On March 3, Luxury Brand Partners, an incubator for artist-driven beauty brands with offices in New York and Miami, announced that Reuben Carranza is joining the company as president of specialty brands. In his new role, Carranza will oversee the development of several innovative new brands and education platforms that will be launched over the next several years.
Carranza joins LBP after an illustrious career at Procter & Gamble, where he spent the last eight years as CEO, North America of Wella, the salon professional divisional of P&G, where he led a portfolio that included Wella Professional, Clairol Professional, Sebastian Professional and Nioxin. Carranza also serves on the board of several industry organizations, including the Professional Beauty Association and Beauty Changes Lives, and was honored with the 2013 City of Hope Spirit of Life Award in 2013.
On his first day on the new job, Carranza sat down with Stacey Soble, editor in chief of SALON TODAY in an exclusive interview to talk about the transition, the future of professional beauty industry, and his plans for Luxury Brand Partners:
SALON TODAY: First, tell us about your family heritage and how you believe that’s shaped your career in professional beauty.
Carranza: “Both my mom and my aunt were hairdressers and were working behind the chair for 40-plus years, and I grew up in that environment. There were a few instances when my father lost his job, and though my mom wasn’t a celebrity hairdresser or a salon owner, I remember it was her tips that would help keep food on the table and buy us shoes for school. Growing up in that environment, I also was struck by the power of the relationships that were a part of my mom’s working world. When I think about my brother’s and my milestones growing up—like the first day of school or graduating from high school—it it would some of her clients that shared those with us. My mom had clients from before she got married, and they celebrated personal milestones with each other. She even had clients who put it in their wills that she was the one who would do their hair for their funerals. There’s a bond of loyalty and friendship between a stylist and a client that promotes longevity and loyalty, and it’s a relationship you don’t see with many professions.”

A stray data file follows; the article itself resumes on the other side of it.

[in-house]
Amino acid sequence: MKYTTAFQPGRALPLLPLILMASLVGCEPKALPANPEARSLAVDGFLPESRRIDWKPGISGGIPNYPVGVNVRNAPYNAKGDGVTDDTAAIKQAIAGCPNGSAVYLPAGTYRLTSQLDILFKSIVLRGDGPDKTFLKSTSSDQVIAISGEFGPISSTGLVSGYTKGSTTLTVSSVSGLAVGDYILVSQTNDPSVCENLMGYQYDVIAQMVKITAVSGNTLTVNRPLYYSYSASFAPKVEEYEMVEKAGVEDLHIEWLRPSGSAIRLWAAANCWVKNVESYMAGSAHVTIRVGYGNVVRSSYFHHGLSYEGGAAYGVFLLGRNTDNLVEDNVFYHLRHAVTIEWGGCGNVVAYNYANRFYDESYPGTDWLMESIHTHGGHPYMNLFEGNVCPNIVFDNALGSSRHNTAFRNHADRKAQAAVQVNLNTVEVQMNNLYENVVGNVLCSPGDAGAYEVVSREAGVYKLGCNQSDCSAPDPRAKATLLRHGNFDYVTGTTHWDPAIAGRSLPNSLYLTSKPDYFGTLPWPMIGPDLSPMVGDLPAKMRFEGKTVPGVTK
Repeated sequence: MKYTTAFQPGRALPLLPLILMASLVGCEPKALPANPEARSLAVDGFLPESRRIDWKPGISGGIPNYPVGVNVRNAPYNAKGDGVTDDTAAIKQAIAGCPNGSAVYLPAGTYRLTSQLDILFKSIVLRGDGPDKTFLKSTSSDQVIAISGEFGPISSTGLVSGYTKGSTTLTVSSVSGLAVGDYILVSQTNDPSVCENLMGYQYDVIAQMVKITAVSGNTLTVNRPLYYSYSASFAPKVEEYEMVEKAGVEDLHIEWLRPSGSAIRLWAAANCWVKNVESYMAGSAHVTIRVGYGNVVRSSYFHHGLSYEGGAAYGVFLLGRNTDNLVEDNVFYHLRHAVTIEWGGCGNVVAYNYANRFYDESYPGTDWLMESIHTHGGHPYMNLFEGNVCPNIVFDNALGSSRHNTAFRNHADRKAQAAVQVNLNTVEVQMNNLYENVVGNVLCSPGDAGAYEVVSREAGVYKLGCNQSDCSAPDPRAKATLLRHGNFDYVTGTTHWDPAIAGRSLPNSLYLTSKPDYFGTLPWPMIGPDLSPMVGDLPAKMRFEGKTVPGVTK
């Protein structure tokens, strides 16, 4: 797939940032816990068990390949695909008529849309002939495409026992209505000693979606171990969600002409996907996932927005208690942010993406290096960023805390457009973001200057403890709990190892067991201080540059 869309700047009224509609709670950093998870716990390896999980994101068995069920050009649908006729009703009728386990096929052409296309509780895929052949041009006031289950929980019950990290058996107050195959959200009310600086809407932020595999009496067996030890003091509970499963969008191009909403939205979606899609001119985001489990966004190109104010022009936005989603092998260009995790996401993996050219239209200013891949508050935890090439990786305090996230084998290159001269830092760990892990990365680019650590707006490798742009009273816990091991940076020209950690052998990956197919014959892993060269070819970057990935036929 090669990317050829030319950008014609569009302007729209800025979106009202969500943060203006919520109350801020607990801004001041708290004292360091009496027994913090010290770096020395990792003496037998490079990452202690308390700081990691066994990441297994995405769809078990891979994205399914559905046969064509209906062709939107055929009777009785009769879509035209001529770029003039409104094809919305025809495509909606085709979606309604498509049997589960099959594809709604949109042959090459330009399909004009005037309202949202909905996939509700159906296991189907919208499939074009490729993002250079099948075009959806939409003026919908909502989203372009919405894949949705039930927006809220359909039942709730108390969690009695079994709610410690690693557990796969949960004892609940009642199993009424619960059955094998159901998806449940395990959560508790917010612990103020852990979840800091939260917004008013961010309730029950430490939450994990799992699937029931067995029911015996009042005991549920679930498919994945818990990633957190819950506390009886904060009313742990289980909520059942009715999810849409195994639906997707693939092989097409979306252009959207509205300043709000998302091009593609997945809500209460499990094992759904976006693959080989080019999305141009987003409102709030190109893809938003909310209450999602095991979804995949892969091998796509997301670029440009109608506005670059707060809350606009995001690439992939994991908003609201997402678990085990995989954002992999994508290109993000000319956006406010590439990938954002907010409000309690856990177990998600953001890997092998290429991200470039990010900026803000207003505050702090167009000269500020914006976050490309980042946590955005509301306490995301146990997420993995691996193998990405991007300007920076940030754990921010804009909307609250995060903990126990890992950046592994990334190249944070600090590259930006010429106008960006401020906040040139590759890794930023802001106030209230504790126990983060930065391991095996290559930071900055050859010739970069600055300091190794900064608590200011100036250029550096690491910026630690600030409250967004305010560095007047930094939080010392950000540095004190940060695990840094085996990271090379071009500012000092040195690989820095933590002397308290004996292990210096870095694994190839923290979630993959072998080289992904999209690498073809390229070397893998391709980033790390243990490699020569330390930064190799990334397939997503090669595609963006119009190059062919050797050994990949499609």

SALON TODAY: You left the helm of P&G to come to Luxury Brand Partners – what drew you personally to this opportunity?